The key to an unlikely victory for the Patriots over the Ravens

Phil Perry
·5 min read

Perry: Patriots' upset hopes hinge on this key area originally appeared on NBC Sports Boston

It's easy to get lost in the numbers sometimes. This week might be one of those times if you're not careful. 

For instance, if you take a quick glance at the statistics for both clubs, you might think the Patriots and Ravens are in the same class in some critical areas.

Defensively, they both allow 4.5 yards per carry this season, placing them right up against the bottom-third of the NFL. They've both forced 14 turnovers, placing them in the top-five in that category. 

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Offensively, they both average 7.1 yards per attempt through the air, marking them as below-average passing games. They both average right around 5.0 yards per carry -- the Ravens check in at 5.1; the Patriots sit at 4.9 -- which puts them near the top of the league. They both run more than 50 percent of the time, an anomaly in today's game. And they're only separated by one spot in offensive DVOA (Baltimore is 23rd, New England is 24th).

There are critical differences, of course, which would help explain why the Ravens sit at 6-2 and the Patriots at 3-5 in the standings.

The Patriots have 15 giveaways this season. The Ravens have 10. Bill Belichick has noted many times how often the turnover ratio correlates to wins and losses, and the Ravens are the only team in this weekend's Sunday night tilt that are in the black there.

The other massive statistical difference? It's about defending the pass. The Patriots are last in the league with 8.8 yards allowed per pass attempt. The Ravens are second in that category (6.4). 

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John Harbaugh's team looks like a particularly bad matchup for the Patriots. 

They love to blitz, blitzing at the second-highest rate in the NFL, per Sharp Football (42.6 percent of snaps). Against the blitz, while the Patriots have backs who are totally adept at blitz-pickup, Cam Newton is averaging just 5.1 yards per pass in 2020. When not blitzed, his yards-per-attempt number is up to 8.5.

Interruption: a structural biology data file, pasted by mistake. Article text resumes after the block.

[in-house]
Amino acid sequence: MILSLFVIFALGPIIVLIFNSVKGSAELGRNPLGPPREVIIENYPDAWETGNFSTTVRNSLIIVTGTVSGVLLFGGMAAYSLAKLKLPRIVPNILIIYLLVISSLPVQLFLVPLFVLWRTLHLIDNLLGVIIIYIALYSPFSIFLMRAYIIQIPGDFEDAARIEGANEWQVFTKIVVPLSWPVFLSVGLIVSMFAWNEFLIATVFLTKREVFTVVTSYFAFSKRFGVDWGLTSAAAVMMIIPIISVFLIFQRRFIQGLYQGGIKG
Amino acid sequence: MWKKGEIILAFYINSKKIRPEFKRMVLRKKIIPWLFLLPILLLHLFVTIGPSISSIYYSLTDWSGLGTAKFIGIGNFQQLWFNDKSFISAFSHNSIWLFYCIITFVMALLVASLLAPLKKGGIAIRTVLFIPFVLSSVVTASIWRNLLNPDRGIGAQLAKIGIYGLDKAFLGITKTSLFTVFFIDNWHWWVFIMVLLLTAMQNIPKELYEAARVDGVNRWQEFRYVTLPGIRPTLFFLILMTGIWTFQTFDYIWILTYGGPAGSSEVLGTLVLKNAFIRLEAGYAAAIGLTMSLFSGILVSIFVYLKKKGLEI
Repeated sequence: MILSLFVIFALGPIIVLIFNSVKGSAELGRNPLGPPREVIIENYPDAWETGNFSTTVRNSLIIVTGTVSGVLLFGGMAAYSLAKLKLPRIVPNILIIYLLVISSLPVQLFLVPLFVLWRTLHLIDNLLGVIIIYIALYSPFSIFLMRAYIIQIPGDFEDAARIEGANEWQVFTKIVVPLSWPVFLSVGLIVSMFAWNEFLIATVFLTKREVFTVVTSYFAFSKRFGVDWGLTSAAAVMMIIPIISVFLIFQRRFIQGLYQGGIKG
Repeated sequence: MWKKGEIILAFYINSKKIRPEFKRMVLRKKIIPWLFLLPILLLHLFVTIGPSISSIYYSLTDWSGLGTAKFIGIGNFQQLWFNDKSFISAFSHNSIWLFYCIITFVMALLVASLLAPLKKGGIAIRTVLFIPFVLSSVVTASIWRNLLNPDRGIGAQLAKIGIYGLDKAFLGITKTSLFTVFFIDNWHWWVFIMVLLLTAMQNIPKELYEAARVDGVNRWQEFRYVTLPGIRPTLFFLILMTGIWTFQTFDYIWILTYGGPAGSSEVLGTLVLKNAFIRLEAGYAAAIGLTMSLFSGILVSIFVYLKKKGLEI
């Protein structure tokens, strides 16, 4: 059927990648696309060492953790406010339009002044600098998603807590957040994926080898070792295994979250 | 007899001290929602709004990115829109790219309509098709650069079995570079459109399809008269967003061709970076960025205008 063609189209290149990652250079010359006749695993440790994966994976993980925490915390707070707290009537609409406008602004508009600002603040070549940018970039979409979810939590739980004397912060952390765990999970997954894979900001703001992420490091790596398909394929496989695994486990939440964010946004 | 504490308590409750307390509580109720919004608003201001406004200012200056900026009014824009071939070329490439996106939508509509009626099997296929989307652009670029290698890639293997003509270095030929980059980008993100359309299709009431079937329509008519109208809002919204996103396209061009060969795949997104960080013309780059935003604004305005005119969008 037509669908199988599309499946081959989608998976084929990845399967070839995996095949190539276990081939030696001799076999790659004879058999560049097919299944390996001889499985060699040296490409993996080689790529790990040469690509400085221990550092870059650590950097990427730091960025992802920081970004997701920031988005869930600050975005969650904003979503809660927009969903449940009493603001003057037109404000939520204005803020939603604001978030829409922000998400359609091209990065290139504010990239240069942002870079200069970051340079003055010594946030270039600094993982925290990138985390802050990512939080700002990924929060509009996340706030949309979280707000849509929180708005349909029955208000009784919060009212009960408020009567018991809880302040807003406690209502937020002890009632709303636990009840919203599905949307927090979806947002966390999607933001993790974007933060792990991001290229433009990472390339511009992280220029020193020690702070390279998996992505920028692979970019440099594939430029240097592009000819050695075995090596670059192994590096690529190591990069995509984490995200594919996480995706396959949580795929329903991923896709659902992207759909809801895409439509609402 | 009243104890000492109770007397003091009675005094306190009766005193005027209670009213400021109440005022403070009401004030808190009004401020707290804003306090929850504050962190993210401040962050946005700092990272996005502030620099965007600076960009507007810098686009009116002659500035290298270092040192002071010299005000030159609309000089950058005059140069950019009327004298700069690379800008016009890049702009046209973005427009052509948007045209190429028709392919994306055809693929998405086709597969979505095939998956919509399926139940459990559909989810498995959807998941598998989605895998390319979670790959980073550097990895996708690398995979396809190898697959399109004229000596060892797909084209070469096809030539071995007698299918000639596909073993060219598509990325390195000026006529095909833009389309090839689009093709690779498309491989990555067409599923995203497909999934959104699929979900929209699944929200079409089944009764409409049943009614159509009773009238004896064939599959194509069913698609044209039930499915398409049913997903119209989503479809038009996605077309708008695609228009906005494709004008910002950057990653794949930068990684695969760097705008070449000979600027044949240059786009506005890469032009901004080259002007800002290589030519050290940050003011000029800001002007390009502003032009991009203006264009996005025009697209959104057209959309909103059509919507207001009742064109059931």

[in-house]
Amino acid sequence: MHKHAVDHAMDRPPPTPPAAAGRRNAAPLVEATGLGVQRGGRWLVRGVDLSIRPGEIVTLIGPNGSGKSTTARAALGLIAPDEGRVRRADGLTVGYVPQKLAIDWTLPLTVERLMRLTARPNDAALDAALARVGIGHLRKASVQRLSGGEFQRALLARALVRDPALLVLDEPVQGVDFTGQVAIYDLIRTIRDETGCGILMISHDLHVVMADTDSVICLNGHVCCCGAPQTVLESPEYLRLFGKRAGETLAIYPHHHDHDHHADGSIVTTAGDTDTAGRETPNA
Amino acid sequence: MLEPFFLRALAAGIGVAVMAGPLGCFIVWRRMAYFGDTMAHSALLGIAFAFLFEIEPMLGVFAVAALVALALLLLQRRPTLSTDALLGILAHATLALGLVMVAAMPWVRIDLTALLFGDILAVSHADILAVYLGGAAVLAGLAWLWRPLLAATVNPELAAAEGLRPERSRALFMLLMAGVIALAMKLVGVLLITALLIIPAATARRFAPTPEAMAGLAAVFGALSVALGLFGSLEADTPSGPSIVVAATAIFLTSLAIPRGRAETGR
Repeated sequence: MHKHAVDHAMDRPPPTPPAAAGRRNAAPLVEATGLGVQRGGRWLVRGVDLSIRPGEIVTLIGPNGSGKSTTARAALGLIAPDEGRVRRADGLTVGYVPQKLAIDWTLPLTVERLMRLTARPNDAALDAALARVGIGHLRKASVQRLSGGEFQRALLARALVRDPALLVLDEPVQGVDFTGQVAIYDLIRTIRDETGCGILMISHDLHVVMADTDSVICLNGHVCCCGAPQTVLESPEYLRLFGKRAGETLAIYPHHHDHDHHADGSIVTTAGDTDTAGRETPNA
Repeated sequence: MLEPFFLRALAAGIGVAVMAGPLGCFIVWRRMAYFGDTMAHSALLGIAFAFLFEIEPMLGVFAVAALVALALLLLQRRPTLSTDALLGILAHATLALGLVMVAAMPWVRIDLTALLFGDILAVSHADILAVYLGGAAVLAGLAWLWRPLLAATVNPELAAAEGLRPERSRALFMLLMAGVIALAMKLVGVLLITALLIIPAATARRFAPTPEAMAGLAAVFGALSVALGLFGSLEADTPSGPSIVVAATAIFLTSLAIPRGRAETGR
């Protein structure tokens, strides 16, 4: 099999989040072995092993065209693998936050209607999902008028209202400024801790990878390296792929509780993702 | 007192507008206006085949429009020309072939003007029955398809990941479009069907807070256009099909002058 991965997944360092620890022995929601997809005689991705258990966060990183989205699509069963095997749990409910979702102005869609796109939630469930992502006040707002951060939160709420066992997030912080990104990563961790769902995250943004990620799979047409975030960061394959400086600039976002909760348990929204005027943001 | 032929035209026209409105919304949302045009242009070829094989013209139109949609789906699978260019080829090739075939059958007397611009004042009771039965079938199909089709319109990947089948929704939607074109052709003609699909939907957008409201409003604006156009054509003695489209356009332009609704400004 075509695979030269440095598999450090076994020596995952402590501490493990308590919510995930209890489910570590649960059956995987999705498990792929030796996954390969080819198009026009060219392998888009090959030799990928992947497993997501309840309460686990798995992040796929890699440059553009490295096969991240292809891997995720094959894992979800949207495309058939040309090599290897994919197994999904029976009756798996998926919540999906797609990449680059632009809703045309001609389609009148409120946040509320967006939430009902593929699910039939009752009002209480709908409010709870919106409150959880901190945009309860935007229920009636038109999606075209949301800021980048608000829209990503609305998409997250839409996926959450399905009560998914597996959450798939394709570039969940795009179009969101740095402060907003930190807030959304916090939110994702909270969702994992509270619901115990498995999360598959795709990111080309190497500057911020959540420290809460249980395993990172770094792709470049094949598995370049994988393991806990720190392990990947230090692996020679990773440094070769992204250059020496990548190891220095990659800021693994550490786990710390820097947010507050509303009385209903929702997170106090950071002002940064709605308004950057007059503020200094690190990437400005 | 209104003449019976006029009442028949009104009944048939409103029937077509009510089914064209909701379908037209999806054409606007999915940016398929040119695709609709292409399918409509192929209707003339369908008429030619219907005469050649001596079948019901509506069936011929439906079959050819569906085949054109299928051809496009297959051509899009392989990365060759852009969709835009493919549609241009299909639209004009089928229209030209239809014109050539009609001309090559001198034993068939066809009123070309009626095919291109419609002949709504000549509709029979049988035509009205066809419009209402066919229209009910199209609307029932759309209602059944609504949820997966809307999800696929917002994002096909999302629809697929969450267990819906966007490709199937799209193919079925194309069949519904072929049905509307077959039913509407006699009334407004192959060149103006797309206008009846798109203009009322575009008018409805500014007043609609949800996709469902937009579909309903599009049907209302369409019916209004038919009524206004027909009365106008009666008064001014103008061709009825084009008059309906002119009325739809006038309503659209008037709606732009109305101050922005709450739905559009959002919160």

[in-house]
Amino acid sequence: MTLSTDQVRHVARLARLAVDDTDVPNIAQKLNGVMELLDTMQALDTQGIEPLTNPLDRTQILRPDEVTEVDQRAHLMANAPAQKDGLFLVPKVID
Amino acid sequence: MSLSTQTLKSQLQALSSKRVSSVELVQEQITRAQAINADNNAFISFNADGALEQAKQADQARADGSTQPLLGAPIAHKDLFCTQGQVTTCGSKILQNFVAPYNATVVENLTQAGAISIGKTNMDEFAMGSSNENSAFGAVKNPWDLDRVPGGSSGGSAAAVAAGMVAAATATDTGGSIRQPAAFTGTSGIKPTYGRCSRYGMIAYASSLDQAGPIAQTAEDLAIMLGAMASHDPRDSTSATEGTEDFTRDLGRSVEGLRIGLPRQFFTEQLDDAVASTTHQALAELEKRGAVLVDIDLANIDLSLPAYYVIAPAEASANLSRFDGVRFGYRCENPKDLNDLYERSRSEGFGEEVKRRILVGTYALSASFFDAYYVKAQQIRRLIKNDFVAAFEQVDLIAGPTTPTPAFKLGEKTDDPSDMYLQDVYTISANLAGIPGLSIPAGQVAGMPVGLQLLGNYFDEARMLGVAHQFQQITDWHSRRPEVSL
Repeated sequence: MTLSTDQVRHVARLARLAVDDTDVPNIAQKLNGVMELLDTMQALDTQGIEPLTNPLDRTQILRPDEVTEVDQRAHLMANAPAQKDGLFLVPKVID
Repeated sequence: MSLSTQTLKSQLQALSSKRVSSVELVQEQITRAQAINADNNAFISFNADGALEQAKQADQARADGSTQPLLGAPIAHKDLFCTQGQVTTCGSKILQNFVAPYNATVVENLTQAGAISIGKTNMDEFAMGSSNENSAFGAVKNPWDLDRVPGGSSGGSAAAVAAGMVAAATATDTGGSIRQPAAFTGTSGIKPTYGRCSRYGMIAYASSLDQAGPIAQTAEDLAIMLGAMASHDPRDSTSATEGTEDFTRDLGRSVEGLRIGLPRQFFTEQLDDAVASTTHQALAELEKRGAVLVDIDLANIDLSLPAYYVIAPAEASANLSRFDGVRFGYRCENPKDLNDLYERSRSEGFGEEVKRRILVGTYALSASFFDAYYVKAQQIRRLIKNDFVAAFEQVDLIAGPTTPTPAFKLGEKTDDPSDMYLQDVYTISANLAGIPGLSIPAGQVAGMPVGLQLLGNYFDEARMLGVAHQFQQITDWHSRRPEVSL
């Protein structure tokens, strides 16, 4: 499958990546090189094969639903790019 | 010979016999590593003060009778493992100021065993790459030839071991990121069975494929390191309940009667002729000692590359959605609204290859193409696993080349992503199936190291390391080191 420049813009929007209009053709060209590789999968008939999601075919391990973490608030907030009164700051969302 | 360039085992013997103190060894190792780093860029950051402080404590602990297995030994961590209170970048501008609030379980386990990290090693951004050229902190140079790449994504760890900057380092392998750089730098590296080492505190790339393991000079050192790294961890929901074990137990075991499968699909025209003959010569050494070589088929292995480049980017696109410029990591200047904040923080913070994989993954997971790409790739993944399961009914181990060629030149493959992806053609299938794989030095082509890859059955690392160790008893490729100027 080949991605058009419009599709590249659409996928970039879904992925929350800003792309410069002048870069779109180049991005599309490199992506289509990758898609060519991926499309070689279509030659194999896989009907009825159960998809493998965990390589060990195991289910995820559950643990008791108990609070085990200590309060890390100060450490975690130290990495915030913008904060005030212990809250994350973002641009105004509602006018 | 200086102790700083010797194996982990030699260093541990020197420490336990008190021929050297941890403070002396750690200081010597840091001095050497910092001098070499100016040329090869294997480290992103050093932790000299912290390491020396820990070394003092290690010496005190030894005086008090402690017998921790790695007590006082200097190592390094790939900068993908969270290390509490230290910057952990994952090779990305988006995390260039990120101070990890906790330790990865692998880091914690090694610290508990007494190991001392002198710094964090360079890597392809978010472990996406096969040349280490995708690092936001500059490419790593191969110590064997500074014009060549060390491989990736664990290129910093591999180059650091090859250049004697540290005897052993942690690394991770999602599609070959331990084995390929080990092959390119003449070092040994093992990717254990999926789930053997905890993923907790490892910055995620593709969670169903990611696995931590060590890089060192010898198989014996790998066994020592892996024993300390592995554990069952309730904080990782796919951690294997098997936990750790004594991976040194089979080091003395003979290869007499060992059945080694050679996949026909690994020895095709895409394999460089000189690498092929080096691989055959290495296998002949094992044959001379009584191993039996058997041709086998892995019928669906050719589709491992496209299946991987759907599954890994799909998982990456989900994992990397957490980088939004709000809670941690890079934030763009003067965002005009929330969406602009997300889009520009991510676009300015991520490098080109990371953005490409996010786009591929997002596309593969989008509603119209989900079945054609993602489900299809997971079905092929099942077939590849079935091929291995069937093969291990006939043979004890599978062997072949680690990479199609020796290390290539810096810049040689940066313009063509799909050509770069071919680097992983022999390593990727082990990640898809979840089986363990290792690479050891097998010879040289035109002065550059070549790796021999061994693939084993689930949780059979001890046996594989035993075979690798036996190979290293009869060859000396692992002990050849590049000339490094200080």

The Ravens, with talented corners in Marcus Peters and Marlon Humphrey, have also done particularly well against No. 1 receivers. Having seen players like Odell Beckham (22 yards), Tyreek Hill (77 yards) and JuJu Smith-Schuster (67 yards) this year, Baltimore has on average held No. 1s to 5.5 catches for 69.0 yards.

For the Patriots, their default No. 1 would be Jakobi Meyers, who has seen 30 targets over the last three weeks and has clearly developed a rapport with Newton that has made the veteran more comfortable behind center. But posting well over 100 yards, as he did against the Jets, seems unlikely.

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So what does that mean for the Patriots' path to victory? 

They are seven-point underdogs at Gillette Stadium for the first time in almost two decades. But even if it doesn't look good, there is one meaty key to an unlikely win.

The Ravens offense has become a bit predictable. More than a bit, perhaps. Lamar Jackson told Rich Eisen this week that teams have started calling out their plays before snaps. But you don't need to know formational tendencies to know the Ravens like to run on first down this season. 

Rush to Judgment

Baltimore's rushing yards per game this season, which rank 1st in the NFL.

170.1

Baltimore's passing yards per game this season, which rank 31st in the NFL.

176.9

Variation

Double

According to Sharp Football, Jackson ranks 33rd out of 36 quarterbacks with only 33.3 percent of his passes coming on first down. That wouldn't be such a bad thing if all those runs were picking up chunks of yardage, but the Ravens are averaging just 3.9 yards per play on first down -- 23rd in the NFL. 

That's leading to a lot of second and third-and-long situations for Baltimore, and Jackson is averaging just 6.1 yards per attempt (completing 55.6 percent) on non-first down passes needing seven yards or more. 

Stop the run on first down . . . Force Jackson to throw on second and third-and-long . . . Have a fighting chance.

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The Patriots have had more than their fair share of issues against opposing running games this year.

They've been forced to use practice-squad players along their defensive line and at the linebacker level. They have two rookie 'backers in Anfernee Jennings and Josh Uche trying to work their way into the mix. Ja'Whaun Bentley has been expected to take on a major role in his third season. Beau Allen, signed to be the team's top nose tackle, hasn't played this year and will remain on injured reserve. Their tackling in the secondary has been hit-or-miss.

But if they can somehow win on first down -- getting Lawrence Guy back after he missed Monday night would be key -- then they can be competitive. At least that's what the numbers would tell you.